Another Agile documentation strategy is to document continuously. You write your deliverable documentation throughout the project, updating it as you update your code. This approach is in line with the Agile philosophy of always producing a solution that is potentially shippable.

However, because the requirements are likely to evolve over the course of the project, it takes a considerable amount of time to keep the deliverable documentation up-to-date. From the Agile point of view, this is “traveling heavy”.

In practice, Agile commonly put off writing documentation until they have time to do so, in effect moving towards the document-late practice even if they initially decided to document continuously.


What to document

Examples of possible documents used in Agile documentation include case studies, diagrams, tables, and sitemaps. Here are some of the documents you might want to consider creating over the course of your project:




Best Practice

Product vision

Senior Management, User Management, Project Management

A description of the core essence of a product and a summary of the current cost estimates, predicted benefits, risks, staffing estimates, and scheduled milestones.

  • Keep it short and to the point.

  • Write in bullet points.

Project overview

Developers, Managers, Maintenance Developers, Operations Staff

A summary of critical information relevant to the project, such as primary user contacts, technologies and tools used to build the system, etc.

  • Maintain it throughout development.

  • Keep it short.

  • Use it as a starting point for anyone new to the team.

Design decisions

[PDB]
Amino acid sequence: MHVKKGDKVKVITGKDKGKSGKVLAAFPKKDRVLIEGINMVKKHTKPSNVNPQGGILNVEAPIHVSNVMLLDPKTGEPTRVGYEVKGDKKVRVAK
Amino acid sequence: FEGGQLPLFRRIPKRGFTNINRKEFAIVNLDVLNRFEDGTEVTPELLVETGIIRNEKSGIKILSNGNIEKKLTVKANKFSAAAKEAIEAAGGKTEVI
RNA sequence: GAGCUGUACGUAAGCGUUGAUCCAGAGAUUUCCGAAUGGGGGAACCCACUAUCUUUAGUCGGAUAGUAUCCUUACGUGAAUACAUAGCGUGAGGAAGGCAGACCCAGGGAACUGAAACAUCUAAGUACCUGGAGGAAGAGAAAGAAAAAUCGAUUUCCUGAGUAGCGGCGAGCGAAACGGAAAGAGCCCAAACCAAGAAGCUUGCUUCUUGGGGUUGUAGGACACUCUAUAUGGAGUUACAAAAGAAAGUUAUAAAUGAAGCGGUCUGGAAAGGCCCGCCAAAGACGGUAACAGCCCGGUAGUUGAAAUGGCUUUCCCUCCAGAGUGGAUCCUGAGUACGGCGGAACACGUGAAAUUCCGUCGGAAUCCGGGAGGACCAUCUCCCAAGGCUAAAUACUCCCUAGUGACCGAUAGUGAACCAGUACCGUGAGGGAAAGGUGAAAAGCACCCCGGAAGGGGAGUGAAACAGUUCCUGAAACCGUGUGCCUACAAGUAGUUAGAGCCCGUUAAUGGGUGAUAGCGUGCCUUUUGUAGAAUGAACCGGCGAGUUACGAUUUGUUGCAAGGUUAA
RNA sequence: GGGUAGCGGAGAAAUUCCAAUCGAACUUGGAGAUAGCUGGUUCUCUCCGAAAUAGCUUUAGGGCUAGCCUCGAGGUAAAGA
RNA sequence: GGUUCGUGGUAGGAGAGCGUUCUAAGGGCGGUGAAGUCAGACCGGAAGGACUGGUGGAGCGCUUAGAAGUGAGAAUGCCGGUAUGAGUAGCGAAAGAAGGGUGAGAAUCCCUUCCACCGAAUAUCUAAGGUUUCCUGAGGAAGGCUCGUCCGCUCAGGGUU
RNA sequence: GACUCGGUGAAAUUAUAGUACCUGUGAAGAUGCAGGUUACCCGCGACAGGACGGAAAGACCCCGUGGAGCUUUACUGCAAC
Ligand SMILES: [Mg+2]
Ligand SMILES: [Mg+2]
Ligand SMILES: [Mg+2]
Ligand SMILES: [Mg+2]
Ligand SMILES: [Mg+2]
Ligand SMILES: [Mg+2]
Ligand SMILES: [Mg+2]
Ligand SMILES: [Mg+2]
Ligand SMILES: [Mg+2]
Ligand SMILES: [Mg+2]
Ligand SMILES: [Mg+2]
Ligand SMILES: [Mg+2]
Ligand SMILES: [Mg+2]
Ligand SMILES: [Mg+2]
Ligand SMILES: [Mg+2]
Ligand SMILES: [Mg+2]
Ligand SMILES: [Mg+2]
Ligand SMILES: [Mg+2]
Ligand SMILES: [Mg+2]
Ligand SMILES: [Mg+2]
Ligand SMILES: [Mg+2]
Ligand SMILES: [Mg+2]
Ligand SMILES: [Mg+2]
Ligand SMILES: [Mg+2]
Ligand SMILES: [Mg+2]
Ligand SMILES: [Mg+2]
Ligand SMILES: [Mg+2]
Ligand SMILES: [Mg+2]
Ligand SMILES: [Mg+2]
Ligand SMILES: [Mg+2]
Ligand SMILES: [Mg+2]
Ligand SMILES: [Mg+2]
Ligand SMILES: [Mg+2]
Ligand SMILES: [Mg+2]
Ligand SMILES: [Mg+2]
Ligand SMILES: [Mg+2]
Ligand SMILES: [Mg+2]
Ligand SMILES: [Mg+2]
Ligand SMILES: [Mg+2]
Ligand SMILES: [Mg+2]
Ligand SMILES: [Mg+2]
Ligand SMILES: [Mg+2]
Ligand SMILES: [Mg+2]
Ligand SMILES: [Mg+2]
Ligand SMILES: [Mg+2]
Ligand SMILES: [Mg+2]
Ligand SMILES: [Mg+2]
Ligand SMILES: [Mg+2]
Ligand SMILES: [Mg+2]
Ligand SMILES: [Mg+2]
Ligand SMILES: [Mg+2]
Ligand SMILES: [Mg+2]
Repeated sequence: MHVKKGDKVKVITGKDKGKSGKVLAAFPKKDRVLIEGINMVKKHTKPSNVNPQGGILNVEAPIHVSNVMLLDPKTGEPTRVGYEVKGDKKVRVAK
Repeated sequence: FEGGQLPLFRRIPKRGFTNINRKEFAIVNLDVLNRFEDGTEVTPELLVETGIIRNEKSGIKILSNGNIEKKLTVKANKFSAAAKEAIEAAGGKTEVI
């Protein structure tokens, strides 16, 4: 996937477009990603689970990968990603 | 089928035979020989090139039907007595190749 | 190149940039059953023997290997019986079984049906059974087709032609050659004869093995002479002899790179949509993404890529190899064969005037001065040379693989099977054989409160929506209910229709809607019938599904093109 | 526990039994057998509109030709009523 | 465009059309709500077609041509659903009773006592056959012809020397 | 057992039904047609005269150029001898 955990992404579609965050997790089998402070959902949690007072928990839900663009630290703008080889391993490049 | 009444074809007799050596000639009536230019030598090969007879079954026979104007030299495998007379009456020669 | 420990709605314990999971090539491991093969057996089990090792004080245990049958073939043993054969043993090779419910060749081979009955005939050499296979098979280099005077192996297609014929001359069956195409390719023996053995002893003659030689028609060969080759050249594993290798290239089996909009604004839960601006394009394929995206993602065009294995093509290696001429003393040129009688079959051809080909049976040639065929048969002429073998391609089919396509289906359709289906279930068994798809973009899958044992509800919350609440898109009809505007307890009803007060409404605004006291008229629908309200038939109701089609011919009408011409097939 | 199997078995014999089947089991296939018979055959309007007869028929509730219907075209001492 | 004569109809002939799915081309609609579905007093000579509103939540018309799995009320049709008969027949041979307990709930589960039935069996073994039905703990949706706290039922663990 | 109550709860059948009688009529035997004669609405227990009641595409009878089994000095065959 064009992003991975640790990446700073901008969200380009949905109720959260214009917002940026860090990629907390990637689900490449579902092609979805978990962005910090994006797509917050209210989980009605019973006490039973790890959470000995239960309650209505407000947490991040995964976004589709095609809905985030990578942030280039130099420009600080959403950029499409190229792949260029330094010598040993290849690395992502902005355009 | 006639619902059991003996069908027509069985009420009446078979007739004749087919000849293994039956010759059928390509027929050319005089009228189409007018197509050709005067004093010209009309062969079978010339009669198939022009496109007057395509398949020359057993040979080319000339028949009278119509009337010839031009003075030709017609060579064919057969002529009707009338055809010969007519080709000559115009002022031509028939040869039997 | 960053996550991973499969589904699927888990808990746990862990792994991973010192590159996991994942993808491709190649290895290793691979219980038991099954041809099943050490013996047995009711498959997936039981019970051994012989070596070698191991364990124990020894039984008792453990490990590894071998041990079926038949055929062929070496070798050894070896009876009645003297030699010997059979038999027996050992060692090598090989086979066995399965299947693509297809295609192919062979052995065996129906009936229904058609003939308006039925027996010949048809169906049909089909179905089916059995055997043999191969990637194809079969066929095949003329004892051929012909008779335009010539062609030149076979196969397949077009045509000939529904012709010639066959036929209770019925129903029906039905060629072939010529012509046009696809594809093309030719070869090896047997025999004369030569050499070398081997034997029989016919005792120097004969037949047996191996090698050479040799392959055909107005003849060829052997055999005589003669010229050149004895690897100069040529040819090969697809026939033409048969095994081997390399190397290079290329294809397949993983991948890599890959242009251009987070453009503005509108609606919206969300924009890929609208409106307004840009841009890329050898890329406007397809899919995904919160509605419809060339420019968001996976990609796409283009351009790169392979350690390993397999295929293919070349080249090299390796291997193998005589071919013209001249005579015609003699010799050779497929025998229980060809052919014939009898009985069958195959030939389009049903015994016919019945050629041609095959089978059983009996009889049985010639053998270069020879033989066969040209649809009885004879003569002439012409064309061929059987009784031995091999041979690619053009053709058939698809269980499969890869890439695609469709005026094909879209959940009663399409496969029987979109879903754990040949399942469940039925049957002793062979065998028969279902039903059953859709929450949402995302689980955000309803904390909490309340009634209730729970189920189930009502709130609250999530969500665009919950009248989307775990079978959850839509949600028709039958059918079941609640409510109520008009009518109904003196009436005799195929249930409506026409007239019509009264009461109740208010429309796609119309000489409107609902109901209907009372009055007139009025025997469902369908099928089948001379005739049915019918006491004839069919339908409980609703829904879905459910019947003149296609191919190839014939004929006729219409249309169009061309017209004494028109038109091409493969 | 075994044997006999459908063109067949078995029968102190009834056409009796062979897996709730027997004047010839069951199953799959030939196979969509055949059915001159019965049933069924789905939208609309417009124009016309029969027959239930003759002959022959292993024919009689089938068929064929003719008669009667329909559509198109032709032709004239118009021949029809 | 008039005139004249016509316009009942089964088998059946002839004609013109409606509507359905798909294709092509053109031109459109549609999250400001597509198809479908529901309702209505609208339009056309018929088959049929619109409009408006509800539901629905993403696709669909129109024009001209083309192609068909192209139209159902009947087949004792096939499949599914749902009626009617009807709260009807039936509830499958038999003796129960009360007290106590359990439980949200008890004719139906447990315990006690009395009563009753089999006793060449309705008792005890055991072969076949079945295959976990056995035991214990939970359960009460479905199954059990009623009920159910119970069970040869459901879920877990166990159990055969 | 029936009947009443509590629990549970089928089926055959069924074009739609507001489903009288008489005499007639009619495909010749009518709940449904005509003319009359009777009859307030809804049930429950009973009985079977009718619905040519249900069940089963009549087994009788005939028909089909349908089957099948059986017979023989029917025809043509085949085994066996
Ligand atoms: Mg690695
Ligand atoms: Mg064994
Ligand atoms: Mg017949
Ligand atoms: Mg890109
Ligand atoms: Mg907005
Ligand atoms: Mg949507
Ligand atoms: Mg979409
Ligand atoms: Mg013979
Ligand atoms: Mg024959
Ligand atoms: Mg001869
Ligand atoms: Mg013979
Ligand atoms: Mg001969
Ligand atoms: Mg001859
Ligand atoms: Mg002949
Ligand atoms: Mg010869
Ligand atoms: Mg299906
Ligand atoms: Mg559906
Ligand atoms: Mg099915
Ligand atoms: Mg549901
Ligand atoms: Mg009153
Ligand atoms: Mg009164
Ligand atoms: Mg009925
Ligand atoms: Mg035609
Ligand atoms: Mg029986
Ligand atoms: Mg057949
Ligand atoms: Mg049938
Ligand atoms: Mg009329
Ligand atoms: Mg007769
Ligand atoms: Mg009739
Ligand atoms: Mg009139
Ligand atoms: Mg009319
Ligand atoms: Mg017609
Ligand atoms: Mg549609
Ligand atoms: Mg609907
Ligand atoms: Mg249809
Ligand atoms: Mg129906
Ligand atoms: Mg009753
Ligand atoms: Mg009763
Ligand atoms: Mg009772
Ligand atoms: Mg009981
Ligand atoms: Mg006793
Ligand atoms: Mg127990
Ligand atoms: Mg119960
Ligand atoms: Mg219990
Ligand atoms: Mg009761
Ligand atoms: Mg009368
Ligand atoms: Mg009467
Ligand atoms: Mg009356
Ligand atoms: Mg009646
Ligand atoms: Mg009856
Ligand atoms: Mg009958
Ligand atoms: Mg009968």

Developers, Maintenance Developers, Project Managers

An overview of critical decisions related to design and architecture that the team made throughout the project.

  • Document them throughout other artifacts, such as system overviews and source code.

Operations documentation

Operations Staff

A description of the dependencies that your system is involved with, references to backup procedures, troubleshooting guidelines, etc.

  • Your operations department often has a standard format for this type of documentation.

Requirements document

Developers, Maintenance Developers,Users, User Managers

An overview of what the system does, including use cases, user stories, or essential user interface prototypes, etc.

  • Writing it early in the process is not advised.

  • Capture the requirements as executable specs.

Support documentation

Support Staff

Training materials specific to support staff, user documentation to use as reference, trouble-shooting guide, etc.

  • Like the operations department, the support team may have standard templates or examples that you can work from.

System documentation

Maintenance Developers, Developers

An overview of the system, including technical architecture, business architecture, and high-level requirements.

  • It helps ensure that if the development team leaves, critical information is left behind.

User documentation

Users, User Managers

Reference manuals and support guides for the users.

  • Keep it short and simple. The solution design is flawed if you need to train your users on how to use it.


“We embrace documentation, but not hundreds of pages of never-maintained and rarely-used tomes.”

— Jim Highsmith, History: The Agile Manifesto

The Agile development methodology is in no way anti-documentation. It simply reminds teams to document no more than necessary, and when necessary, keeping documentation as simple as possible. The idea is to choose a format and level of detail that allows change and delivers just enough value to keep the team moving forward in the right direction.